The estimable comic talents of Tina Fey and Amy Poehler are no match for the mighty force of Commercial Filmmaking. This is, at any rate, my chief response to Baby Mama, which drops those two in a gender-specific takeoff on The Odd Couple and proceeds to strangle everything about that idea that you'd want to see. Instead, we are presented with a needlessly convoluted storyline that feels like the work of a studio functionary with a checklist, making sure that the result would be optimised for greatest marketability, and gags that are studded on top like those flavorless little sausage balls that come on cheap frozen pizza. There is nothing within it that speaks to the personality of those who made it; its cold script echoes only with the clack of an actuary's keyboard.

The elegantly simple concept, which anybody who has seen the advertisements already knows: Fey plays Kate Holbrook, a businesswoman whose T-shaped uterus leaves her unable to conceive and whose petitions to adopt are constantly denied. Desiring a baby more than anything else in the world, she enlists Poehler's Angie Ostrowiski to be a surrogate mother. When Angie's slobby, brutish common-law husband (Dax Shephard) throws her out, the two women end up living together, and Kate's mirthlessly by-the-numbers life and approach to pregnancy is thrown against Angie's trashy tastes and television-fed intelligence.

Although that's not the freshest idea to ever come 'round the block, there are many things you could do with that concept to make something special. Unfortunately, writer-director Michael McCullers (whose hackular resume includes script duties on the latter two Austin Powers films, a stint with Saturday Night Live, and perhaps most damningly, Thunderbirds) is not interested in those things. Instead, Baby Mama unrolls like a perfect storm of focus-grouped situations and joke-writing by committee. That central conflict - you know, the one that gives the film its title - often takes a backseat to a superfluous and unsatisfying love story that apparently exists only because comedies about women need love stories; and even that isn't as important to the film as the subplot about Kate's job as VP of Development for Round Earth, a chain of organic grocery stores clearly intended as a parody of Whole Foods; though such a parody might be welcome, I'm not sure why it dwells in this film. Unless it's to explain why Kate has such an urgent desire to force-feed Angie high-nutrition organic foods. Surely, there was no more elegant way to introduce us to that detail.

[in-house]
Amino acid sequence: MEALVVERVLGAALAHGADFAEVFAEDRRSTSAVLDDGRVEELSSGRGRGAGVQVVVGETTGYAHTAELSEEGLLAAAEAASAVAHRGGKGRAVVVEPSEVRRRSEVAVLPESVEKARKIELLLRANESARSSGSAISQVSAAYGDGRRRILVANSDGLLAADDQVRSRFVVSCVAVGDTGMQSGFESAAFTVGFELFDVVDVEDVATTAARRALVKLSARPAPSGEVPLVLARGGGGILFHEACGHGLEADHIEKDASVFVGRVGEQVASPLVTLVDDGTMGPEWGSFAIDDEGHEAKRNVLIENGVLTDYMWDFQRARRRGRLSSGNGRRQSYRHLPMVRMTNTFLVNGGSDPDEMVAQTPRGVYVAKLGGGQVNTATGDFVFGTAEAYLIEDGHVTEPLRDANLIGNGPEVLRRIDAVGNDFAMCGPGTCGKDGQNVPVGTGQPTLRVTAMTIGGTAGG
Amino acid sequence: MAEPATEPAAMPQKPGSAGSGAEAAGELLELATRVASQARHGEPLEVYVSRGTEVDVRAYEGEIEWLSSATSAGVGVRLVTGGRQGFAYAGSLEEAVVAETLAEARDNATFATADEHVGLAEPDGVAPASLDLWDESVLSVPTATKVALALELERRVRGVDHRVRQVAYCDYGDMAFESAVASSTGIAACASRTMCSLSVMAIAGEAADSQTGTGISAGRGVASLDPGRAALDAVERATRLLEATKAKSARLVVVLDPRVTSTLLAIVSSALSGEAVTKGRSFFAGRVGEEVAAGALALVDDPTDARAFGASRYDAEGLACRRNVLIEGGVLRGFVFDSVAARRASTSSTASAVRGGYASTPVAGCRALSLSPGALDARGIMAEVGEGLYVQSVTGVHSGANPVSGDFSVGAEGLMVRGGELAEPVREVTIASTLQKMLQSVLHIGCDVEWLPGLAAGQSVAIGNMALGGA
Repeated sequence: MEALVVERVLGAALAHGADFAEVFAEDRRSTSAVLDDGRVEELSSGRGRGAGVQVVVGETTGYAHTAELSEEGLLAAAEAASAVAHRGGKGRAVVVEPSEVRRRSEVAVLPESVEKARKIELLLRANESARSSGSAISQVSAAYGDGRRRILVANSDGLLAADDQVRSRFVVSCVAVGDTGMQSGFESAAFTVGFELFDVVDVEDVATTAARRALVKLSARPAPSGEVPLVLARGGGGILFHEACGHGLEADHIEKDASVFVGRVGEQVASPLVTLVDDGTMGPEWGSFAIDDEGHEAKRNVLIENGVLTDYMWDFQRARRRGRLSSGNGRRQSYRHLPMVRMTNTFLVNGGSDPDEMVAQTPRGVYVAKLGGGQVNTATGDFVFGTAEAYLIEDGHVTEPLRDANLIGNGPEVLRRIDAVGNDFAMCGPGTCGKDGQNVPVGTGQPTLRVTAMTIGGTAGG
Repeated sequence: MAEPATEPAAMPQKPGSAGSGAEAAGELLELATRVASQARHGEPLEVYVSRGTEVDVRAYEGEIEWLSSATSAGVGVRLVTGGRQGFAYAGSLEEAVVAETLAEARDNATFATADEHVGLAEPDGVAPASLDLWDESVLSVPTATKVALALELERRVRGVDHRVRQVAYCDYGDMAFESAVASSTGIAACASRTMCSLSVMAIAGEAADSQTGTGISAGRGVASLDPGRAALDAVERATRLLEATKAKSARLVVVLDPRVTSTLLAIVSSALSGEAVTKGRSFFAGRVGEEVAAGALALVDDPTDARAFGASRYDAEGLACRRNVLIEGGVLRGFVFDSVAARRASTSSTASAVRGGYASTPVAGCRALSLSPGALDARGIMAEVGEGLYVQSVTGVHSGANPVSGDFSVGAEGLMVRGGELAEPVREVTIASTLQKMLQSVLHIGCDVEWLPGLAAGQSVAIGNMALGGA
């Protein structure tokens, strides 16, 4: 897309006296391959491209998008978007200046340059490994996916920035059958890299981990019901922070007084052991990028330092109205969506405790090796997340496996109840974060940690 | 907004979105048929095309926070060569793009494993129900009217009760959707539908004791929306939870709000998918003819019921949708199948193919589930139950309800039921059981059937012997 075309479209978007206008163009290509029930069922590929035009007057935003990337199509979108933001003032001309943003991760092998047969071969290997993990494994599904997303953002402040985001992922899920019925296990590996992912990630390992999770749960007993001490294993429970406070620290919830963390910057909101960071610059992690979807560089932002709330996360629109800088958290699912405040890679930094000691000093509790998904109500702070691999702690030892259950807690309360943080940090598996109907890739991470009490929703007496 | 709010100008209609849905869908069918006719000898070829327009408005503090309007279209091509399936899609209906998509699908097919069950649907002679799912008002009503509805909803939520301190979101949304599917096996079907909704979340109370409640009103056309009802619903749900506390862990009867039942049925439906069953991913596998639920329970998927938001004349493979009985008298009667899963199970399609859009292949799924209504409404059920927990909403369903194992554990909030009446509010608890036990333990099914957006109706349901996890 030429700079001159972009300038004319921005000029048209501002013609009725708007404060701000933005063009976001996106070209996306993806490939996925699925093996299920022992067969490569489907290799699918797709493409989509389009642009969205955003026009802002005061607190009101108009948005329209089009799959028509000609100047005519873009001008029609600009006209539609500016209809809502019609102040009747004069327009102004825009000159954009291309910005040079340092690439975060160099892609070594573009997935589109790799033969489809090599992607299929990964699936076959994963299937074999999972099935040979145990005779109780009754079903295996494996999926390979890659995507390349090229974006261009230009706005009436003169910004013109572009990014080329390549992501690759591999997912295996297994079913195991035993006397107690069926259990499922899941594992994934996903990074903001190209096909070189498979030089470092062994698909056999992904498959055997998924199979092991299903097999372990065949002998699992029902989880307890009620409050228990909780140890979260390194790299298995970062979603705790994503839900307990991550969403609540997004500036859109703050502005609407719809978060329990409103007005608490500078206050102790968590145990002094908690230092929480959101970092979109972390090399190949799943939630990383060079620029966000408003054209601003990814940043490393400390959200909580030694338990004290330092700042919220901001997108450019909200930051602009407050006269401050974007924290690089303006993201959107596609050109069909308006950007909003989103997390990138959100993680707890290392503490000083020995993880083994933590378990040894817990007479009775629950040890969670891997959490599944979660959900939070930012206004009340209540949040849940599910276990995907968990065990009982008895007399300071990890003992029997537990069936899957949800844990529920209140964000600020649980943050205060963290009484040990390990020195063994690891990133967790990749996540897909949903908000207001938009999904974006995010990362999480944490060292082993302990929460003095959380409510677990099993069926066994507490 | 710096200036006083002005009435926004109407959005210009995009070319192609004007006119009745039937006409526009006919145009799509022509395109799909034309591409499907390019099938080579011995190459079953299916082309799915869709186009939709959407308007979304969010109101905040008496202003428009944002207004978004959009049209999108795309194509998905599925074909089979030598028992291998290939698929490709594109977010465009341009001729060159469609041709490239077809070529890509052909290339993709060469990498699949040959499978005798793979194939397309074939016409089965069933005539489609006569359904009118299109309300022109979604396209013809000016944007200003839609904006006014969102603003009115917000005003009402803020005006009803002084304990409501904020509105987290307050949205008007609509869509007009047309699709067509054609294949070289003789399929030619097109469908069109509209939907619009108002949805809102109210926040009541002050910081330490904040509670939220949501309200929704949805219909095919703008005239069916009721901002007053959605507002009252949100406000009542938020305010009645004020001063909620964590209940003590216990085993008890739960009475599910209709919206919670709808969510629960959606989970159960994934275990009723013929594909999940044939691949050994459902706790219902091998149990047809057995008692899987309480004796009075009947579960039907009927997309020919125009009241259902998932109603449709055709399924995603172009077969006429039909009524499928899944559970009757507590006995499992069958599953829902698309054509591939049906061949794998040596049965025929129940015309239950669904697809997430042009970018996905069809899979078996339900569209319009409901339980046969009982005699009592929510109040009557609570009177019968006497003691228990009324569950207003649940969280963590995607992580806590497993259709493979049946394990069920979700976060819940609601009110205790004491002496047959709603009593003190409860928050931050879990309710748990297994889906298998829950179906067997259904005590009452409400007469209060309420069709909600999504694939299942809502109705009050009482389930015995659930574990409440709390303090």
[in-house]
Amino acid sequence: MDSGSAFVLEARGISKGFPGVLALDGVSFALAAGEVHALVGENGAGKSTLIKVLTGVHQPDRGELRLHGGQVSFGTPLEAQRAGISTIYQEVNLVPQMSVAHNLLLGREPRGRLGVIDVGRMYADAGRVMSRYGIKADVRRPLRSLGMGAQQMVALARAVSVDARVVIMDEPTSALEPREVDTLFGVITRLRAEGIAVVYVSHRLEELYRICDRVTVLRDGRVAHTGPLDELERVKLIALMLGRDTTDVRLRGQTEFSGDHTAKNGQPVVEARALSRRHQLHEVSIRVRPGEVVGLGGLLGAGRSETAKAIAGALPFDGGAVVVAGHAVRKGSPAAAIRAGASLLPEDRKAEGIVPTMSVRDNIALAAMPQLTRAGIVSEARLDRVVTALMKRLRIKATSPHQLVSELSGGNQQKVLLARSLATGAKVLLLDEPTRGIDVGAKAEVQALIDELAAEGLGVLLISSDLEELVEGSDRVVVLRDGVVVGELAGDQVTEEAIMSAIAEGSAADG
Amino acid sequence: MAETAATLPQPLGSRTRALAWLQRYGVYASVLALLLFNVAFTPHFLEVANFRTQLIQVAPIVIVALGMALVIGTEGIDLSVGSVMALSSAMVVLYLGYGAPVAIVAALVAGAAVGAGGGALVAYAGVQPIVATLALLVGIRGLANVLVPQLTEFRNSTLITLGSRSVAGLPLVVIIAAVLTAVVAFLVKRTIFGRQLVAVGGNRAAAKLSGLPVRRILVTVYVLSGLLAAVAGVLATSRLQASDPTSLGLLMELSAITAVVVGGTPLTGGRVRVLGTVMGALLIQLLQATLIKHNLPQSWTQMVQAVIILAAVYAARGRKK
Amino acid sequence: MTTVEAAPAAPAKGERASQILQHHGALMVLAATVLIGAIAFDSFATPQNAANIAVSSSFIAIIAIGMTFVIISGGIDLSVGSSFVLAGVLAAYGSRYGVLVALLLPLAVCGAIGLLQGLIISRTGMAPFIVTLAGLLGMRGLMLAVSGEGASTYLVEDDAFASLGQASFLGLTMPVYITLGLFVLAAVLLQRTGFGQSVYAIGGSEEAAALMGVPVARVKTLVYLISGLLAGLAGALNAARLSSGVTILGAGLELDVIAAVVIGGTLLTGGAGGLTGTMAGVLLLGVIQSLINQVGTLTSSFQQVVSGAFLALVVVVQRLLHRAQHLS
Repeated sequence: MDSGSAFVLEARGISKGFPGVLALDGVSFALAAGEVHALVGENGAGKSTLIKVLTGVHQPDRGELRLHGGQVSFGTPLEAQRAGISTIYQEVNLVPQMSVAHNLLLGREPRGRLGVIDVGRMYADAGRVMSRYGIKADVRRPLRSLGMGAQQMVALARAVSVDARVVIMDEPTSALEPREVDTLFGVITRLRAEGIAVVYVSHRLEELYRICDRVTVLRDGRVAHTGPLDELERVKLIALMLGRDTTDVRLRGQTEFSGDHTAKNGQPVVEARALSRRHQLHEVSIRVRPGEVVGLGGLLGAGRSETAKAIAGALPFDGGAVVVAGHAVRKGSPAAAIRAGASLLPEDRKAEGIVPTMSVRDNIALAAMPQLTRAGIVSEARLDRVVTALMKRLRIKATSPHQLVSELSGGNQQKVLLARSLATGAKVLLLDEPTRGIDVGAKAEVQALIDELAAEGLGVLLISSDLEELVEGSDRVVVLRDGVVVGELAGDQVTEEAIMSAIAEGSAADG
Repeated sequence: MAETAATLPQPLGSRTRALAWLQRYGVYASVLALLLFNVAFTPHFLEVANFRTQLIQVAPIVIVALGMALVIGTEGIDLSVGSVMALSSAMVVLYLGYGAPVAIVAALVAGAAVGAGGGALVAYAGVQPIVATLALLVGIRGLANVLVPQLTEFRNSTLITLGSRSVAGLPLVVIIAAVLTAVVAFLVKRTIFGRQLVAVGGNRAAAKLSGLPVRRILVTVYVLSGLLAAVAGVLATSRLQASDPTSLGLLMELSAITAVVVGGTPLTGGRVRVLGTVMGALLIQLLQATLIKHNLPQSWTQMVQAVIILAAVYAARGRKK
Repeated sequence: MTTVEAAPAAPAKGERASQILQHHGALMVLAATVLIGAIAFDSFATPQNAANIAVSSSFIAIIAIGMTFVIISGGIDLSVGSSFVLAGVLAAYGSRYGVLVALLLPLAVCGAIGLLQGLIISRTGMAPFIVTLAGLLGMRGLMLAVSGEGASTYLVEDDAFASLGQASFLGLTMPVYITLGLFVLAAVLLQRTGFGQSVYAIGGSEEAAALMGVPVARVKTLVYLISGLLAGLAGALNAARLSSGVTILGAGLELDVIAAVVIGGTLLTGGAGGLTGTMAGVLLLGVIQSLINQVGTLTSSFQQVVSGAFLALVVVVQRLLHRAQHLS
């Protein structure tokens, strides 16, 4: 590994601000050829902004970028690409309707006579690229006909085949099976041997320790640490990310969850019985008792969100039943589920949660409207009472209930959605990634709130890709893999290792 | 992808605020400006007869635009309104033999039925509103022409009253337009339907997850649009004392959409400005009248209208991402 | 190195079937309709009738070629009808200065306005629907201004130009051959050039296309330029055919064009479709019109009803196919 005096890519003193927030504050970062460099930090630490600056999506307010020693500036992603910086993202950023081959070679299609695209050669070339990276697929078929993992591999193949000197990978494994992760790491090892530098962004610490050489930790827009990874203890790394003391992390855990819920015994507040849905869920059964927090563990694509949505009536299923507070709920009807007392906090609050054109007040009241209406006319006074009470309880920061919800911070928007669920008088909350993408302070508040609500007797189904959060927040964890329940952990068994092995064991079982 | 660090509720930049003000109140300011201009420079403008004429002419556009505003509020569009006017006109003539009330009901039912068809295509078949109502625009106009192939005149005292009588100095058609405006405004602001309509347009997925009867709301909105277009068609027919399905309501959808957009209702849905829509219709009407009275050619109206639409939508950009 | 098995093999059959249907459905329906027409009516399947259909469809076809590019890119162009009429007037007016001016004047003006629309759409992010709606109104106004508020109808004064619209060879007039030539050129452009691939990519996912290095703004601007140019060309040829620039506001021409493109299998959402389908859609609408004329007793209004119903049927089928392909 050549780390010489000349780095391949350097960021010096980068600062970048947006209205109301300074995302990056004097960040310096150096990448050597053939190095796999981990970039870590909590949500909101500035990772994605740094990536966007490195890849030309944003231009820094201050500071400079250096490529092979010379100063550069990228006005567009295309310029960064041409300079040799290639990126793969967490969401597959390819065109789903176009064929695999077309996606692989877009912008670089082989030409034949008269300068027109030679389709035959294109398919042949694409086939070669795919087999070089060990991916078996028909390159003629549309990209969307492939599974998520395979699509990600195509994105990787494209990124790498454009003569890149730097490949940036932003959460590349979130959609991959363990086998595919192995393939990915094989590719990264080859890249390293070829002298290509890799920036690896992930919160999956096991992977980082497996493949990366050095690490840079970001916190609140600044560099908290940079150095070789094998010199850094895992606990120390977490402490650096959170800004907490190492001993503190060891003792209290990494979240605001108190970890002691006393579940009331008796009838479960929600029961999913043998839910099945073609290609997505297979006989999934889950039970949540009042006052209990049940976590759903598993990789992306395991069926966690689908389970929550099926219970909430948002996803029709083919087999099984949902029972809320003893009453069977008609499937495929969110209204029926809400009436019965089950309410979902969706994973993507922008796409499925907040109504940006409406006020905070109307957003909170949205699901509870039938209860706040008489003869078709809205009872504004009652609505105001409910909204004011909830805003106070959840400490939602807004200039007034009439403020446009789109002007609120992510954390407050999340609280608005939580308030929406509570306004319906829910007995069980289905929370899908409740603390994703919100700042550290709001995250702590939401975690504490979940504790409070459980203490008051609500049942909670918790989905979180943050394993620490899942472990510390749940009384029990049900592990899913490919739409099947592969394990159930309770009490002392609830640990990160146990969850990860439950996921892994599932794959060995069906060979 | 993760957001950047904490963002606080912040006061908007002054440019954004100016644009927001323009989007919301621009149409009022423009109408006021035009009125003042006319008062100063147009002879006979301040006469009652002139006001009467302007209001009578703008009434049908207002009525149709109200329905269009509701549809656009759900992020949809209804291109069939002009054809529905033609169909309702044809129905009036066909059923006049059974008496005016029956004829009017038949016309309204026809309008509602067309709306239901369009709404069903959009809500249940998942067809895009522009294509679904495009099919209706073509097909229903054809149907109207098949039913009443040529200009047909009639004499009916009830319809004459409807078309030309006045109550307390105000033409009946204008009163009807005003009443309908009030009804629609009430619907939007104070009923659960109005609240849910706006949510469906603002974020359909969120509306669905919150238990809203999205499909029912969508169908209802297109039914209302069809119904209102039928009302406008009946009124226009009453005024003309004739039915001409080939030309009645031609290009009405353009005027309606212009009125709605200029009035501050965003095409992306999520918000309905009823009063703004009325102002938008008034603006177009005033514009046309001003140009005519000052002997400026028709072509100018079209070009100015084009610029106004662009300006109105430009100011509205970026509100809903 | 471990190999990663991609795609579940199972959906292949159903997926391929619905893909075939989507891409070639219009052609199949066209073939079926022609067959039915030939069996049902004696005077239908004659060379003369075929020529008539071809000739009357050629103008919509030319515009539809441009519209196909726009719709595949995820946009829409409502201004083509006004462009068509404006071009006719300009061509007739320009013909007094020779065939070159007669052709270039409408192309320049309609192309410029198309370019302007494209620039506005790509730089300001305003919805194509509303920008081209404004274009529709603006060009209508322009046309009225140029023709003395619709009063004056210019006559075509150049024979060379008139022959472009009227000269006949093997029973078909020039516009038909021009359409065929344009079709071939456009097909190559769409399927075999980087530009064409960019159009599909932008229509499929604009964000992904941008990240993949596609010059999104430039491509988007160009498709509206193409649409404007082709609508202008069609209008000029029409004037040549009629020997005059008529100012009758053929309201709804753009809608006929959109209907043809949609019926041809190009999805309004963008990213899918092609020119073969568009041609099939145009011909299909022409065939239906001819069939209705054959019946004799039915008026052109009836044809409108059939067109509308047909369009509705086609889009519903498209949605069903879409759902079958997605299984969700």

I would not spoil the second-half of the film, but it's here that the script goes from clumsy to off-the-rails, first in a wholly contrived conflict that threatens to send the film into plot overload, then with a happy ending of such forced artificiality that even though I saw it coming from a mile away, I refused to believe until the end that it was actually coming. The worst part is, without that false conflict, there wouldn't have been any need for a fake happy ending; the plot was well on its way to providing a very fine happy ending all on its own.